WASHINGTON – Several years ago, in 2009 and 2010, a string of unexplained floods and unusually high tides struck the East Coast.
There was no easy explanation. No hurricane. No winter storm. But the waters kept spilling across the shoreline, from North Carolina’s Cape Hatteras to Canada.
The cause of that phenomenon may now have finally been found. Sea levels from New York to Newfoundland were undergoing an “extreme” surge unlike any other in recorded history, according to a new study in Nature Communications published this week.
Calling the phenomenon “unprecedented” and “very unusual,” the Atlantic Ocean along the East Coast rose roughly 4 inches between 2009 and 2010 in a rapid spike researchers compared to a “1-in-850 year event.”
“This is a very extreme event,” Jianjun Yin of the University of Arizona told the Washington Post in a phone interview.
“The sea level has since dropped after that spike, but it is still much higher than it was when the spike began in 2009. . . . Global warming definitely contributed to this event.”
But global warming wasn’t the sole culprit.
The study suggested a change in ocean currents coupled with persistent winds that pushed water into the region caused the spike – which may be the first of many. The seas are rising, Yin told the Post, but the ascent isn’t smooth or even.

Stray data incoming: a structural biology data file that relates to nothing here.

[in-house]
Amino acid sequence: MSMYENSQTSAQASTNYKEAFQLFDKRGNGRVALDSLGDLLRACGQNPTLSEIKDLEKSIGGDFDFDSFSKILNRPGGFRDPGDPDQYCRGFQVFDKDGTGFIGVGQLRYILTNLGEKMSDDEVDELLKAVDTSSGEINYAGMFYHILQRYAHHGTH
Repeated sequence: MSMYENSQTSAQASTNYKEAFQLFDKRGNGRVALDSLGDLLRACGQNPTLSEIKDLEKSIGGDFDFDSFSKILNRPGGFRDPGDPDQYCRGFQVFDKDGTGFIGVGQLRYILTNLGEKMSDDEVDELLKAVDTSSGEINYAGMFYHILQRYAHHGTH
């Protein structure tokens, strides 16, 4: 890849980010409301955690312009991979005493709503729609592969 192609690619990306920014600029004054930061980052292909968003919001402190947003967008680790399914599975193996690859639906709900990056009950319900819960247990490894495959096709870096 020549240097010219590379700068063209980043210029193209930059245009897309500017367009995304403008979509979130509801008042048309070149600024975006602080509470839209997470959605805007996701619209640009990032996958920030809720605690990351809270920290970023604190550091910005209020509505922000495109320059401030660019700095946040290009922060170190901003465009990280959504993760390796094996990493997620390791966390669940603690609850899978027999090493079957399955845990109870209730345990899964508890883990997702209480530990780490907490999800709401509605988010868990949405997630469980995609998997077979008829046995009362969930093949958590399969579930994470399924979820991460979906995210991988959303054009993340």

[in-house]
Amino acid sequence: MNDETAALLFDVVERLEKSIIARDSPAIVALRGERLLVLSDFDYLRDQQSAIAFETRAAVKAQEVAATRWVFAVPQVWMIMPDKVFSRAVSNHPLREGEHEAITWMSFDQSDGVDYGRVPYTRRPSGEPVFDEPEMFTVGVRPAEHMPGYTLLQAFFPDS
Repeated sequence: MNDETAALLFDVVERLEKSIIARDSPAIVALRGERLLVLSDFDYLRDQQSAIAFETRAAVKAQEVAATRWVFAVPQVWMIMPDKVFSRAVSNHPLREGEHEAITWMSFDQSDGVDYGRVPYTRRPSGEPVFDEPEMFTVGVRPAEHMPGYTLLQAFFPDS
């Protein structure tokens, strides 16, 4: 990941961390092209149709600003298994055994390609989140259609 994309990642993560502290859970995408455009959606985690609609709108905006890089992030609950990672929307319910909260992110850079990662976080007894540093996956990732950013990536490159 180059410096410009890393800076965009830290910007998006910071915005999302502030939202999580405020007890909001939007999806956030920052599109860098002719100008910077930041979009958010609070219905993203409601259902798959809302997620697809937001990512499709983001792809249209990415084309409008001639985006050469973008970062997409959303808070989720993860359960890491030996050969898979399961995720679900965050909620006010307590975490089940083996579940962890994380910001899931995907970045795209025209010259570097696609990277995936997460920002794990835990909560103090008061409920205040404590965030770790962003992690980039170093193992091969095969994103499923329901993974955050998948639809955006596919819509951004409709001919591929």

The mechanics of sea rise aren’t dissimilar to temperatures rising during spring. During some years, the weather gets warmer faster –” but the general trend is upward.
“We should expect more of these extreme rises in sea level,” lead author Paul Goddard said. “And for this to happen more in the future.”
Yin has long studied how ocean currents affect sea levels. He developed a hypothesis involving a major current in the Atlantic Ocean called the Atlantic meridional overturning circulation.
He said a slowing of that current would lead to higher tides along the East Coast. The current transports warmer water from the tropics to the waters of the North Atlantic and polar regions.
Once there, the water cools, sinks, and is then transported back to the tropics through the deep ocean in a system that works like a conveyor belt.
As the science website LiveScience explained, “the water temperature differences drive the current.”
But then in 2009 and 2010, a wrench was thrown into the system with warmer-than-average water temperatures in the North Atlantic’s Labrador Sea.
Recent research, the scientists noted, showed the warm water perhaps decreased the strength of the current by as much as 30 percent.
“The anomalous heat made the surface waters less dense and less likely to sink, and it created a bottleneck” of water along the Eastern seaboard, Goddard told LiveScience.